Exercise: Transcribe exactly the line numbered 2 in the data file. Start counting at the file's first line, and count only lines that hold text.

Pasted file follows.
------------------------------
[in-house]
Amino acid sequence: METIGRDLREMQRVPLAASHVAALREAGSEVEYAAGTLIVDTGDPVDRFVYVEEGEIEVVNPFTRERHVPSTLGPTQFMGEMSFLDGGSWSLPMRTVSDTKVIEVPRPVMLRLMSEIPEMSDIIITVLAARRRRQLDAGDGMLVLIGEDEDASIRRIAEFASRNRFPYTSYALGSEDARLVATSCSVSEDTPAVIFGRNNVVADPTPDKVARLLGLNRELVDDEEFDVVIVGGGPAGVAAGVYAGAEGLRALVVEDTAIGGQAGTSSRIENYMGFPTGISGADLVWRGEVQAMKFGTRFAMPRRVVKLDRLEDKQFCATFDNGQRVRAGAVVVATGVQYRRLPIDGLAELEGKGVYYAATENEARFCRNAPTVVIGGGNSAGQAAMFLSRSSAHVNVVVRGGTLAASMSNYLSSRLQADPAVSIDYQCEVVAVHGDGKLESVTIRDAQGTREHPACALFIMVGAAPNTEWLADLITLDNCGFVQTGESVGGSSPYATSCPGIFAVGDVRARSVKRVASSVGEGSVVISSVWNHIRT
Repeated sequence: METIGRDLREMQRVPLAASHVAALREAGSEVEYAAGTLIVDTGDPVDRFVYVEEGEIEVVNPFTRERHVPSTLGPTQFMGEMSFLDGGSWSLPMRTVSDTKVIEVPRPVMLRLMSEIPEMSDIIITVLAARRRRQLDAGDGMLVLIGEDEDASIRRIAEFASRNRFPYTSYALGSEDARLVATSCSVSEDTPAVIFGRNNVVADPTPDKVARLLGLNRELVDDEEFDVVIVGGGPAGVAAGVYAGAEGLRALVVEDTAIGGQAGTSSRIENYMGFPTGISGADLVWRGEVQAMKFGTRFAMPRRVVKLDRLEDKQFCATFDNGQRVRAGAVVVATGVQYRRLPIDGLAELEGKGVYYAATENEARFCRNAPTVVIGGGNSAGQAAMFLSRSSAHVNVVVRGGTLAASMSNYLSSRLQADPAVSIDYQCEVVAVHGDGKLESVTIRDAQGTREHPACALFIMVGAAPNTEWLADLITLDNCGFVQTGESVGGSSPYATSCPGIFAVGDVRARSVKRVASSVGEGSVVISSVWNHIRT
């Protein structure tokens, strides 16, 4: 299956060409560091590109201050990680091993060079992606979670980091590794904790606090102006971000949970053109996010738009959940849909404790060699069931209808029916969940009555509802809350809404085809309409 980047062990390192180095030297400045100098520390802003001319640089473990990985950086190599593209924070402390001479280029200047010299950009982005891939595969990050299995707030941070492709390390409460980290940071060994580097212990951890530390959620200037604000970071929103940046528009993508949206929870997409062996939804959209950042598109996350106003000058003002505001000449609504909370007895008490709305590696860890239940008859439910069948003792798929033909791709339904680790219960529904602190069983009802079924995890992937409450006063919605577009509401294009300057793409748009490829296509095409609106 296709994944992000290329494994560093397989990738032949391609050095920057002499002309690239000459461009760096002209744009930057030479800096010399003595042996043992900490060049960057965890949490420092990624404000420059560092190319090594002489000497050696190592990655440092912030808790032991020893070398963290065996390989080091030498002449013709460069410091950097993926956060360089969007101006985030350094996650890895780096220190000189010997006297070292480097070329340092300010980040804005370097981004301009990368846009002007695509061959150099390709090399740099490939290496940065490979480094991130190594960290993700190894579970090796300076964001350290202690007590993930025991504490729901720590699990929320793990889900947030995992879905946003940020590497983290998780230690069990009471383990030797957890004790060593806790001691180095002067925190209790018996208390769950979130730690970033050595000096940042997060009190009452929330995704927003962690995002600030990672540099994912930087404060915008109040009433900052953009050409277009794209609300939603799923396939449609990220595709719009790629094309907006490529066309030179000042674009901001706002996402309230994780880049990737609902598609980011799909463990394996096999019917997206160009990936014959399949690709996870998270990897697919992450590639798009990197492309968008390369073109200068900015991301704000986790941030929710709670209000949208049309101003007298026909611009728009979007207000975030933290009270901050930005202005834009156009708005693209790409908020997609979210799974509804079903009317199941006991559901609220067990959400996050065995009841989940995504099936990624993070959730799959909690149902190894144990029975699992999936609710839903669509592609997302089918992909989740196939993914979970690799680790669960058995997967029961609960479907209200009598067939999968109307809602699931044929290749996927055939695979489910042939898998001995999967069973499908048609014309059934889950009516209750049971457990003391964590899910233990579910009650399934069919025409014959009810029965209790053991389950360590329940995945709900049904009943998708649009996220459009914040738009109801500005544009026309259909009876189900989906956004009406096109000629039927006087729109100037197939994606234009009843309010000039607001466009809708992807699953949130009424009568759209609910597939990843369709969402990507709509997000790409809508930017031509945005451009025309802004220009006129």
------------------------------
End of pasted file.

Amino acid sequence: METIGRDLREMQRVPLAASHVAALREAGSEVEYAAGTLIVDTGDPVDRFVYVEEGEIEVVNPFTRERHVPSTLGPTQFMGEMSFLDGGSWSLPMRTVSDTKVIEVPRPVMLRLMSEIPEMSDIIITVLAARRRRQLDAGDGMLVLIGEDEDASIRRIAEFASRNRFPYTSYALGSEDARLVATSCSVSEDTPAVIFGRNNVVADPTPDKVARLLGLNRELVDDEEFDVVIVGGGPAGVAAGVYAGAEGLRALVVEDTAIGGQAGTSSRIENYMGFPTGISGADLVWRGEVQAMKFGTRFAMPRRVVKLDRLEDKQFCATFDNGQRVRAGAVVVATGVQYRRLPIDGLAELEGKGVYYAATENEARFCRNAPTVVIGGGNSAGQAAMFLSRSSAHVNVVVRGGTLAASMSNYLSSRLQADPAVSIDYQCEVVAVHGDGKLESVTIRDAQGTREHPACALFIMVGAAPNTEWLADLITLDNCGFVQTGESVGGSSPYATSCPGIFAVGDVRARSVKRVASSVGEGSVVISSVWNHIRT